tried to get pretty rough—him and the characters he has on his payroll.
If they have to be stopped from bein' violent by—what is it? Psi units?
Sure I'll come along! It'd ought to be most edifyin' to watch!"
There was a clanging outside. Brink and Detective Sergeant Fitzgerald
delayed while the two unnerved, helpless, and formerly immaculate gunmen
were loaded into the paddy-wagon and carried away—to the hospital that
already held four of their ilk. Then Brink called Big Jake on the
Detective Sergeant Fitzgerald listened with increasing appreciation as
Brink made his proposition and explained matter-of-factly what had
happened to Big Jake's minions who should have wrecked the Elite
Cleaners and Dyers. When Brink hung up, Fitzgerald had a look of zestful
anticipation on his face.
"He said to come right over," said Brink. "But he was grinding his
"Ah-h-h!" said Fitzgerald pleasurably. "I'm thinkin' of the cab-drivers
an' truck drivers that've been beat up. I'm thinkin' of property smashed
and honest people scared.... Do you know, I'm terrible afraid Big Jake's
too much in the habit of violence to stop, even if his eyelids twitch?
It's deplorable! But on a strictly personal basis I think I'll enjoy
seein' Big Jake an' his hoods discouraged by ... what is it Psi units?
And he did. Big Jake's eyelids undoubtedly did twitch while he was
preparing a reception for Brink and Detective Sergeant Fitzgerald. But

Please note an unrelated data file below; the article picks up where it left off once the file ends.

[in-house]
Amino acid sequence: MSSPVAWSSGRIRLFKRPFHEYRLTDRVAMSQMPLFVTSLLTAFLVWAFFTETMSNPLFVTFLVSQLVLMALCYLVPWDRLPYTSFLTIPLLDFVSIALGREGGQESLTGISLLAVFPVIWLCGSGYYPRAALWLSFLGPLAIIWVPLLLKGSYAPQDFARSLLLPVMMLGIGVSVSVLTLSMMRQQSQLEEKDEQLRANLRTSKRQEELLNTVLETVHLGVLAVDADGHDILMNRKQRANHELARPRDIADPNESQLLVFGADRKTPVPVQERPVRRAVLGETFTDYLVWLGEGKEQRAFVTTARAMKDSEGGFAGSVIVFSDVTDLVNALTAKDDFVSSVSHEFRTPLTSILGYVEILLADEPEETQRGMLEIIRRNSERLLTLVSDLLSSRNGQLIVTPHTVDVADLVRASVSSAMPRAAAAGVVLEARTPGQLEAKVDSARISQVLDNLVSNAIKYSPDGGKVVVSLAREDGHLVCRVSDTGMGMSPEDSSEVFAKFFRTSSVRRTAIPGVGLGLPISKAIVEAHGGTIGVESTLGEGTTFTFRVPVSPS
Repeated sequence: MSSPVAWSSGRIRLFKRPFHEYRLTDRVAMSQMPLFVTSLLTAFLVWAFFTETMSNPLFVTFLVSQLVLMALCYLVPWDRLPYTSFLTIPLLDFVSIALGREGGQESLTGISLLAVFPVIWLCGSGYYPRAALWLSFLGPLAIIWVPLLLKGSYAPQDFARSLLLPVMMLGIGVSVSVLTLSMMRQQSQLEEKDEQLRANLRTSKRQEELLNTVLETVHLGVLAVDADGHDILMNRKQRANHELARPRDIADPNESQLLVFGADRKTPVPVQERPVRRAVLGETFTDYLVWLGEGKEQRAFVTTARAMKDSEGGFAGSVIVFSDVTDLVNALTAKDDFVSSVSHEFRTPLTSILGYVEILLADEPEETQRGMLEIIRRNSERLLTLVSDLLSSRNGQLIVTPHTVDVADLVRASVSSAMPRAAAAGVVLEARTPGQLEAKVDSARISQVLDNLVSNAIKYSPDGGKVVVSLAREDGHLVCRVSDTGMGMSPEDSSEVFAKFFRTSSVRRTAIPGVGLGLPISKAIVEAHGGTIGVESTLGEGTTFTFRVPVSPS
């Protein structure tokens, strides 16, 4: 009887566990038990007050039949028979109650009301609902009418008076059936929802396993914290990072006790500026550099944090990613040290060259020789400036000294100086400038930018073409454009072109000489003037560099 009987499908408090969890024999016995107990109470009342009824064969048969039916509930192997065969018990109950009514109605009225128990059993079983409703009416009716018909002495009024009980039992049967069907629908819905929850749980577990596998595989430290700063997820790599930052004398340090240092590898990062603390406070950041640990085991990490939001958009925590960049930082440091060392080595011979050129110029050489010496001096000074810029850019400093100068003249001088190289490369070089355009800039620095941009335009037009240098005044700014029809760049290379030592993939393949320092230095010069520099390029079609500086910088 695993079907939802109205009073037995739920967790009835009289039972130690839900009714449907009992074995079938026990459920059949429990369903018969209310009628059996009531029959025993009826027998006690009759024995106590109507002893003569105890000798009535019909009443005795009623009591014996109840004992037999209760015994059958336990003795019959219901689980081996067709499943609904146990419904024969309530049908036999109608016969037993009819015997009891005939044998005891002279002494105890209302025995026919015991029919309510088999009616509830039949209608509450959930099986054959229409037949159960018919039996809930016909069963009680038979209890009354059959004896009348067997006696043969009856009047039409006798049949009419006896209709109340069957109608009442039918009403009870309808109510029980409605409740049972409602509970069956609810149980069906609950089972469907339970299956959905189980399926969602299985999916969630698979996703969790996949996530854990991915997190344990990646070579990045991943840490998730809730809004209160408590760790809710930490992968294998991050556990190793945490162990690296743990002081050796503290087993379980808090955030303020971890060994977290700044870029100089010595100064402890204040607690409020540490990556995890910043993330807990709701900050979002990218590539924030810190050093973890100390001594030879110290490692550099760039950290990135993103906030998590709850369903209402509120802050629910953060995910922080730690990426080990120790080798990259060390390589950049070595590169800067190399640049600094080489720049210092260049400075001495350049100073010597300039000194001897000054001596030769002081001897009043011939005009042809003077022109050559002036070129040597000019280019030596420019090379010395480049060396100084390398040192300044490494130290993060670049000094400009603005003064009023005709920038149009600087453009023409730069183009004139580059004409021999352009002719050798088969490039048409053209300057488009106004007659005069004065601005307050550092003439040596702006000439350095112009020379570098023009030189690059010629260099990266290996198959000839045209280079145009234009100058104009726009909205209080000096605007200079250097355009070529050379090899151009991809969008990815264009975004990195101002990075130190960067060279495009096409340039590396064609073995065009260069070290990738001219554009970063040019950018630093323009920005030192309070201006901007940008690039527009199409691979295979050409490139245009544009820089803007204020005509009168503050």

he did not heed the warning. He did not even think of the legal aspect
of violent things attempted against his visitors. So he tried
violence—he and his associates. They started out with fists and clubs,
regardless of discretion. They tried to beat up Brink and Fitzgerald.
From that they went on to sawed-off shotguns. Their efforts were still
unsuccessful. Then they went to extremes.
Fitzgerald wore an expression of pious joy as Big Jake Connors and his
aides, obstinately attempting violent actions, were prevented by psi
When it was all over, the ambulance had to make two trips.
Produced by Greg Weeks, Bruce Albrecht, Mary Meehan and the Online Distributed Proofreading Team at http://www.pgdp.net
[Transcriber's Note: This etext was produced from Astounding Science
Fiction April 1960. Extensive research did not uncover any evidence that
the U.S. copyright on this publication was renewed.]